My garden in July

Well, how wrong was I? In this post last month, I said I thought we’d had the hottest and wettest weather. Then, as the saying goes, July said hold my beer!

We melted one day, and squelched the next, and what’s more, the seeds I sowed last month started to germinate and grow. Some in the greenhouse, and some outside in pots, like the beans below. Although on one morning inspection - yes often I pop out and check on them before I head to work - I noticed the squirrels had decided to have a closer look. So the spare gabion basket was quickly deployed to prevent them digging up any more seeds, and the bean seeds that were on show were quickly prodded back under the soil with my index finger.

impromptu protection for my beans

It seems to have worked though, as the beans have germinated. Although some of the dwarf beans have decided to reach higher, and are behaving more like climbing beans, and the runner beans failed to germinate. That pot is now home to a courgette which is taking its time to produce.

regrowth in the mint pot

I’ve had more success with herbs though. I’d chopped the mint pot, and as I hoped it would, it’s sprung right back so clearly I need to drink more mojitos. This month was also the month that our agapanthus flowers started to break free from their pod.

early agapanthus

It’s fascinating to watch, and when I mean watch, I mean observe as it’s a really slow moving drama.

growing lettuce

The lettuce seeds germinated and were pricked out into the new oblong pots. To prevent any wildlife interest, the pots were quickly covered in chicken wire, which was most probably left over from the fox-proofing episode a few years back (which is still ready and waiting for use if it’s ever needed!)

Our patio and alongside the conservatory was filled with the scent of jasmine on the balmy evenings, at times it could be quite overpowering, but still quite lovely. This cascade of jasmine, which is alongside the conservatory was tamed and tied into the trellis, and I’m really pleased with how it’s progressing along the trellis, providing privacy.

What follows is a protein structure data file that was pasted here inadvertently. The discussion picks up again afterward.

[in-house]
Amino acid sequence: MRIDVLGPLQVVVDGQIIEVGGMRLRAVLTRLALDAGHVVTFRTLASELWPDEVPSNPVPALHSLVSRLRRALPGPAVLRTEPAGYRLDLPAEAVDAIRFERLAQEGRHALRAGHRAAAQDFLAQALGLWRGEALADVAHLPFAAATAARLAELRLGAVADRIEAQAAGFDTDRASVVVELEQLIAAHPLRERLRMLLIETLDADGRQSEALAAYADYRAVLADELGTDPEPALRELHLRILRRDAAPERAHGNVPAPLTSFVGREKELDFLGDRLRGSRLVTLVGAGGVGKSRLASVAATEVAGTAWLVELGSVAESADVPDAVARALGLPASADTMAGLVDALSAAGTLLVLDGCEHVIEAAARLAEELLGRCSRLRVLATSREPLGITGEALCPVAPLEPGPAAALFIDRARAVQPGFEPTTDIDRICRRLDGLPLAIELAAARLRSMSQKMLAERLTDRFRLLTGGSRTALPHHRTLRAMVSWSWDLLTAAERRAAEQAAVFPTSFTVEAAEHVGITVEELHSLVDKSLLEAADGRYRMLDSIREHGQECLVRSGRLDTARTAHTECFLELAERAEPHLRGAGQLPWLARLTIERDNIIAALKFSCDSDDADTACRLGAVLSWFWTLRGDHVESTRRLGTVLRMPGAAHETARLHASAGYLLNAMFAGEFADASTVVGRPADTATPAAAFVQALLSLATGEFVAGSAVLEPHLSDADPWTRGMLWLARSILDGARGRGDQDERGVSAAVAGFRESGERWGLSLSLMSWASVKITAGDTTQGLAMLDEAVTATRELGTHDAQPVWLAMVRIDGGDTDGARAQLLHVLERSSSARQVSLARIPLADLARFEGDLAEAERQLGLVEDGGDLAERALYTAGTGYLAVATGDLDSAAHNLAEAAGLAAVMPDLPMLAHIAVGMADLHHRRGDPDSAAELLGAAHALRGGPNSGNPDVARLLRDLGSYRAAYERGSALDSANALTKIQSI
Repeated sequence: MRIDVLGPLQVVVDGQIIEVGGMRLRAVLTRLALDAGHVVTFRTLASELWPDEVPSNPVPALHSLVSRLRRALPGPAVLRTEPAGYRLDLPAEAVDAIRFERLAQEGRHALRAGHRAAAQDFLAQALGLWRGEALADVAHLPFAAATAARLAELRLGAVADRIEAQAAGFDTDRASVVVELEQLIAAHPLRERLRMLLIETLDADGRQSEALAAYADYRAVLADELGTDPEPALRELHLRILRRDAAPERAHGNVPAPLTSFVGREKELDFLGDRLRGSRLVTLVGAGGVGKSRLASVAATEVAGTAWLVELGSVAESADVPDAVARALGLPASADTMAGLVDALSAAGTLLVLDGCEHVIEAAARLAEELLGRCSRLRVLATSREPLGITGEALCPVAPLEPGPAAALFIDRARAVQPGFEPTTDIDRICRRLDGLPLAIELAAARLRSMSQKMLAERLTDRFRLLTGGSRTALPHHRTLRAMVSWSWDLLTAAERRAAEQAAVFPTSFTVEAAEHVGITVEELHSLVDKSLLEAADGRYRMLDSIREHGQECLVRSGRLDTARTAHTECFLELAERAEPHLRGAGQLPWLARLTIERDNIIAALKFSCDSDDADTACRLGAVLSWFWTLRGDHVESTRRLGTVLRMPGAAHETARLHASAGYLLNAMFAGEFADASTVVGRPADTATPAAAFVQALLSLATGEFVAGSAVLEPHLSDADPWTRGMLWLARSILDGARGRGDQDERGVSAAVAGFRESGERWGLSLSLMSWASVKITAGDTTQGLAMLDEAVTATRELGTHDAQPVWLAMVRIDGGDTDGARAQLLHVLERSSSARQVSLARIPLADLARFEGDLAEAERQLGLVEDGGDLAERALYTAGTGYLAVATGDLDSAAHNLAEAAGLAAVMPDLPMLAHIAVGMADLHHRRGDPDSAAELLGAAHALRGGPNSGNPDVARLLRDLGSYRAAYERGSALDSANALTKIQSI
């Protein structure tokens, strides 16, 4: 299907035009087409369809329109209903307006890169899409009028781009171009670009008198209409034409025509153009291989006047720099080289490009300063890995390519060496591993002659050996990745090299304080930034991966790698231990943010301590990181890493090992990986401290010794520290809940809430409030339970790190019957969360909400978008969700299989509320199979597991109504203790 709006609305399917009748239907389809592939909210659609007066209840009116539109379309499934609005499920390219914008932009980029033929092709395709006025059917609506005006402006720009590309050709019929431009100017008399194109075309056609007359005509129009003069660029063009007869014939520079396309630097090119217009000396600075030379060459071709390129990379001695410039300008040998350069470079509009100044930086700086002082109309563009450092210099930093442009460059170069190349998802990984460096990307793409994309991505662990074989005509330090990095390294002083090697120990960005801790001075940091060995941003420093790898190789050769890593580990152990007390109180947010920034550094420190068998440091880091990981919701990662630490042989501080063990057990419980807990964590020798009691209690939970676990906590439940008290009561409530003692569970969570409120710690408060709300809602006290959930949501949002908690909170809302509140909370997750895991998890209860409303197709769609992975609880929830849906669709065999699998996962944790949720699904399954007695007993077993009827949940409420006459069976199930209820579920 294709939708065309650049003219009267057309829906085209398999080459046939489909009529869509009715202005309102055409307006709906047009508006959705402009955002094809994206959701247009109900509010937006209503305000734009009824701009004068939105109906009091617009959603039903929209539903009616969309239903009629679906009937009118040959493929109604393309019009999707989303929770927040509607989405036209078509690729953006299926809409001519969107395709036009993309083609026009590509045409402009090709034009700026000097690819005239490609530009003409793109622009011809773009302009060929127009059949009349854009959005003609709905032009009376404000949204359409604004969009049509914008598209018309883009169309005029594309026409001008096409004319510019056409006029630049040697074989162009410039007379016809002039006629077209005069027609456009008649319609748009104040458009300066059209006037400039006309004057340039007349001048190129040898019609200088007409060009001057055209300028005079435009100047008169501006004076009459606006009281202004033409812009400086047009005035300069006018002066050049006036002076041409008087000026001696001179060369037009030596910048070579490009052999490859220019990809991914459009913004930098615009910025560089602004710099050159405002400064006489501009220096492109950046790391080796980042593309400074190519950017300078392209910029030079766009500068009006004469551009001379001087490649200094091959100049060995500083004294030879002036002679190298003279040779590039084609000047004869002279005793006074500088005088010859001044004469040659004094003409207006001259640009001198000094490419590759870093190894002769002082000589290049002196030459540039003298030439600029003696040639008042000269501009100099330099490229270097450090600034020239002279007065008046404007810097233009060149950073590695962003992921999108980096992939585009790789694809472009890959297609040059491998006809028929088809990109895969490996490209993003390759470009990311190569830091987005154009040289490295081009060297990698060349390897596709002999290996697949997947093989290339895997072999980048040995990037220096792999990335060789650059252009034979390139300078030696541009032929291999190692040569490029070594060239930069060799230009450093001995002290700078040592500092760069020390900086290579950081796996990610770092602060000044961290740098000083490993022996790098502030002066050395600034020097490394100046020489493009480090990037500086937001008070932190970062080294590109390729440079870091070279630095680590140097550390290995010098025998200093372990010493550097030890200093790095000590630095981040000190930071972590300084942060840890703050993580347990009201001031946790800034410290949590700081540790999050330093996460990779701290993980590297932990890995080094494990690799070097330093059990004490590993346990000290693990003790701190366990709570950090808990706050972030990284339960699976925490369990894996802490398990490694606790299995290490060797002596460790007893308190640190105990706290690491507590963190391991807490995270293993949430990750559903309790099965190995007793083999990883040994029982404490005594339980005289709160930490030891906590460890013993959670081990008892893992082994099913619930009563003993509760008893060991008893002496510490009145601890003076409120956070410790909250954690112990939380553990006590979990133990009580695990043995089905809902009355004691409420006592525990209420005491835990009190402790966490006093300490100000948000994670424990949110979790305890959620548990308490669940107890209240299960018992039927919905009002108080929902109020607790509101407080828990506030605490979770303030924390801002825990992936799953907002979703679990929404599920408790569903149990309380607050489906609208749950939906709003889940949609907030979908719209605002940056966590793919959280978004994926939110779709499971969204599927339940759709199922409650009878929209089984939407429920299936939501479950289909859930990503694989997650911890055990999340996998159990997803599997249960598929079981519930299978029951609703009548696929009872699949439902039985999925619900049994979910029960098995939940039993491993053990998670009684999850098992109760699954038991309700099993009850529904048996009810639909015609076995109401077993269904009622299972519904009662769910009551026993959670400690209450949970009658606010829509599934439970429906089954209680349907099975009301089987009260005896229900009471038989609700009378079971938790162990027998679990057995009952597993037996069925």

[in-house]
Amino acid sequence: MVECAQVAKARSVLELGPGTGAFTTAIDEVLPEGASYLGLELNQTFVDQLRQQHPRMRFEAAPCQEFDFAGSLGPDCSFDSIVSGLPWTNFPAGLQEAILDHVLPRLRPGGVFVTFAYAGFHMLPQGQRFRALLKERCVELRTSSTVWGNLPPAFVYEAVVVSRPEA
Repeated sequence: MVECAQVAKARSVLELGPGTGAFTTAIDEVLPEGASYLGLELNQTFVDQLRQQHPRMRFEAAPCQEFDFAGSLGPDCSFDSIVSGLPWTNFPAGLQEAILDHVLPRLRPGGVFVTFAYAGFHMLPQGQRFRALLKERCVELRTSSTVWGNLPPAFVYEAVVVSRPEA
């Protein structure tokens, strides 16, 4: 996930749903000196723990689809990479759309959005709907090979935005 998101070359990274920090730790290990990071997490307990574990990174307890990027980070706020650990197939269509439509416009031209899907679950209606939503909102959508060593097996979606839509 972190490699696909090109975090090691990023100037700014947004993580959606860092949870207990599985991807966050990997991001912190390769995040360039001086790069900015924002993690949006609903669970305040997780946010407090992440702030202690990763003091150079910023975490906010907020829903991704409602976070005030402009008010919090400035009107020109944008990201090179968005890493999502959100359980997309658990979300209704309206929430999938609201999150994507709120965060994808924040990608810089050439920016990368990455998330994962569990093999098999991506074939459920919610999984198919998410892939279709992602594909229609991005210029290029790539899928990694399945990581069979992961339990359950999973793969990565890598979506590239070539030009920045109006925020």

scented jasmine

The jasmine hasn’t made it to the agapanthus yet, but as you can see, as the month progressed so we inched closer to flowering agapanthus, but not quite yet.

agapanthus progress

We had a couple of days of in July and used some of that time to tackle the pear tree. It was, of course, festooned with pears, but as we’ve never managed to eat one of them in all our time here I felt less guilty about some severe pruning. We’ve not managed to eat them because, like the cherries, it’s a race to get to them before the wildlife, and those that are left are still rock hard. I’ve tried cooking them but with little success. In fact the most enjoyment I’ve had from the pears is when I find a decomposing one in the beds, that’s almost perfectly preserved, it’s fascinating (and clearly not edible)

sizing up the pear tree

We took a few of the large branches off, aiming to straighten out the profile of the tree, which had started to lean over for the light. At some point we’ll have to get the gardeners in to prune the laurel which is claiming all the space.

before making the cut
we lost quite a lot of pears

There were several trugs carried out to the green bins, and our gardening time was restricted to how much space we had in those. As you can see it’s a much smaller tree now, and the plan is (if the tree understands the plan) to remove the older branch once the tree has recovered and is growing more upright, but for now it’s there as a bit of an insurance policy.

lots of pear trimmings to dispose of

I’m hopeful that it will do what’s required, and while this is quite a severe pruning, if it behaves like the forsythia we cut a month or so back, it’ll be ok. The forsythia has put on much fresh growth and now you’d not realise it’d barely been sticks after MOH had tackled it.

I’ve jasmine growing throughout the garden and the one in this pot was starting to look straggly and the canes a bit skew-whiff, so that had some attention too and is looking much more compact, and has since filled out a bit. Having a cone of flowering jasmine, sounds a perfect addition to the garden and I’m already looking forward to when it flowers.

training a pot of jasmine

Talking of flowers, the overwintered geraniums continue to bloom, and bring a welcome pop of colour to the garden.

geraniums pretty in pink

Our strawberries are done - it was great to eat so many fresh from the garden. The redcurrant plant produced some berries, which of course disappeared the weekend we were in Liverpool and I’m waiting for the salad to grow enough so we can eat it. I also need to pot on (or probably out) the parsley, and the kale which is still in the greenhouse, but that’s venturing into a job for August.

How was July in your garden?